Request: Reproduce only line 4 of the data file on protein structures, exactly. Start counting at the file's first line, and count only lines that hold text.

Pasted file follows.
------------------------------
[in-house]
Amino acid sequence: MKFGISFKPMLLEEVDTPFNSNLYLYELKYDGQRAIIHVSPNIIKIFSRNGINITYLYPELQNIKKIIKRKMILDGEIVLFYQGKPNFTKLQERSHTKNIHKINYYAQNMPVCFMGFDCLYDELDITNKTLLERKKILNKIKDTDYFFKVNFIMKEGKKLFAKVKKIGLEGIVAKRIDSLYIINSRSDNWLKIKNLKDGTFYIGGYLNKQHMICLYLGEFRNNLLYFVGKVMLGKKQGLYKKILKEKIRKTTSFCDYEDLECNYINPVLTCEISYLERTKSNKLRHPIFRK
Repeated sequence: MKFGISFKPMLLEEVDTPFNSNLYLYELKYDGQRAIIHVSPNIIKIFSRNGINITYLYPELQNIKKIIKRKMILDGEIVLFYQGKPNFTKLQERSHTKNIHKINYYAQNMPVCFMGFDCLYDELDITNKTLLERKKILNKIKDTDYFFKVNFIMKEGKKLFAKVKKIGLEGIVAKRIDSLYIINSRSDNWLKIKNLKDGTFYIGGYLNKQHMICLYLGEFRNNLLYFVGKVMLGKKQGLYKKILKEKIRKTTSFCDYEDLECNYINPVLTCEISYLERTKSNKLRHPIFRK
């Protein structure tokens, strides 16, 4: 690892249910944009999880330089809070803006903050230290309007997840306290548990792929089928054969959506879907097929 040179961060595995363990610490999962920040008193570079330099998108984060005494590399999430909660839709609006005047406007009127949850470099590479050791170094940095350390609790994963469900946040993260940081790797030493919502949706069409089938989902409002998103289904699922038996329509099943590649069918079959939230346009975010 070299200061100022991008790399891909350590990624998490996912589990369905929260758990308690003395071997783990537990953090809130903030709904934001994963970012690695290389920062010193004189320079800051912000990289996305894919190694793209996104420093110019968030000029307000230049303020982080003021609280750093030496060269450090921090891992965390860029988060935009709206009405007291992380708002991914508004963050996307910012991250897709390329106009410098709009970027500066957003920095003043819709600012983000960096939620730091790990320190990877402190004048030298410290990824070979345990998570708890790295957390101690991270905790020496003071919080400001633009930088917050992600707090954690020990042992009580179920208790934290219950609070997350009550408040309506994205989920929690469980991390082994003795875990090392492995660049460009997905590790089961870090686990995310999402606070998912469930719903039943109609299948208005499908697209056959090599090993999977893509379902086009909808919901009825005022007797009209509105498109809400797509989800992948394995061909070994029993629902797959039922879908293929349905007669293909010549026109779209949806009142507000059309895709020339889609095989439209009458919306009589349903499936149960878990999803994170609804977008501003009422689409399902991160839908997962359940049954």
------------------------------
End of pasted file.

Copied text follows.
């Protein structure tokens, strides 16, 4: 690892249910944009999880330089809070803006903050230290309007997840306290548990792929089928054969959506879907097929 040179961060595995363990610490999962920040008193570079330099998108984060005494590399999430909660839709609006005047406007009127949850470099590479050791170094940095350390609790994963469900946040993260940081790797030493919502949706069409089938989902409002998103289904699922038996329509099943590649069918079959939230346009975010 070299200061100022991008790399891909350590990624998490996912589990369905929260758990308690003395071997783990537990953090809130903030709904934001994963970012690695290389920062010193004189320079800051912000990289996305894919190694793209996104420093110019968030000029307000230049303020982080003021609280750093030496060269450090921090891992965390860029988060935009709206009405007291992380708002991914508004963050996307910012991250897709390329106009410098709009970027500066957003920095003043819709600012983000960096939620730091790990320190990877402190004048030298410290990824070979345990998570708890790295957390101690991270905790020496003071919080400001633009930088917050992600707090954690020990042992009580179920208790934290219950609070997350009550408040309506994205989920929690469980991390082994003795875990090392492995660049460009997905590790089961870090686990995310999402606070998912469930719903039943109609299948208005499908697209056959090599090993999977893509379902086009909808919901009825005022007797009209509105498109809400797509989800992948394995061909070994029993629902797959039922879908293929349905007669293909010549026109779209949806009142507000059309895709020339889609095989439209009458919306009589349903499936149960878990999803994170609804977008501003009422689409399902991160839908997962359940049954």